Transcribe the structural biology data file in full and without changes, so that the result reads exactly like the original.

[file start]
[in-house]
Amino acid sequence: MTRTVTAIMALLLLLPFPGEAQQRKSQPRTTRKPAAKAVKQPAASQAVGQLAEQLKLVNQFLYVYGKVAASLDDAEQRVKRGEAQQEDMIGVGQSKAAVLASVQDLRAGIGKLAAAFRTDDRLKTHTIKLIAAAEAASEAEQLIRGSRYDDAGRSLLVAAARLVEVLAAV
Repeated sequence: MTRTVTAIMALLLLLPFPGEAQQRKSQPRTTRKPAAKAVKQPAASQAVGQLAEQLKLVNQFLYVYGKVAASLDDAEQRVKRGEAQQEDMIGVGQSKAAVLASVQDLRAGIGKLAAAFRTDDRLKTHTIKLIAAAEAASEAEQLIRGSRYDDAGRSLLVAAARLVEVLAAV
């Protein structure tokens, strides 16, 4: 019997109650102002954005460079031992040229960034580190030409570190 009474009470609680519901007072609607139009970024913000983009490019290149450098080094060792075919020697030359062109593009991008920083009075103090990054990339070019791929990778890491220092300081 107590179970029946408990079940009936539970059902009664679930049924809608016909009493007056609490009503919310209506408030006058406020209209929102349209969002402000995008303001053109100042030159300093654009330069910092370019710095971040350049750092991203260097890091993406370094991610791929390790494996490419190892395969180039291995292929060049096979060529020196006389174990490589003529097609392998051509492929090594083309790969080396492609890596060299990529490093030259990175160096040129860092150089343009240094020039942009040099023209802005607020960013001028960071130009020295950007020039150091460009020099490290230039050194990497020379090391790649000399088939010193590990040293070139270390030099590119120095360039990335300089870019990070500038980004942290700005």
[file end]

[in-house]
Amino acid sequence: MTRTVTAIMALLLLLPFPGEAQQRKSQPRTTRKPAAKAVKQPAASQAVGQLAEQLKLVNQFLYVYGKVAASLDDAEQRVKRGEAQQEDMIGVGQSKAAVLASVQDLRAGIGKLAAAFRTDDRLKTHTIKLIAAAEAASEAEQLIRGSRYDDAGRSLLVAAARLVEVLAAV
Repeated sequence: MTRTVTAIMALLLLLPFPGEAQQRKSQPRTTRKPAAKAVKQPAASQAVGQLAEQLKLVNQFLYVYGKVAASLDDAEQRVKRGEAQQEDMIGVGQSKAAVLASVQDLRAGIGKLAAAFRTDDRLKTHTIKLIAAAEAASEAEQLIRGSRYDDAGRSLLVAAARLVEVLAAV
């Protein structure tokens, strides 16, 4: 019997109650102002954005460079031992040229960034580190030409570190 009474009470609680519901007072609607139009970024913000983009490019290149450098080094060792075919020697030359062109593009991008920083009075103090990054990339070019791929990778890491220092300081 107590179970029946408990079940009936539970059902009664679930049924809608016909009493007056609490009503919310209506408030006058406020209209929102349209969002402000995008303001053109100042030159300093654009330069910092370019710095971040350049750092991203260097890091993406370094991610791929390790494996490419190892395969180039291995292929060049096979060529020196006389174990490589003529097609392998051509492929090594083309790969080396492609890596060299990529490093030259990175160096040129860092150089343009240094020039942009040099023209802005607020960013001028960071130009020295950007020039150091460009020099490290230039050194990497020379090391790649000399088939010193590990040293070139270390030099590119120095360039990335300089870019990070500038980004942290700005």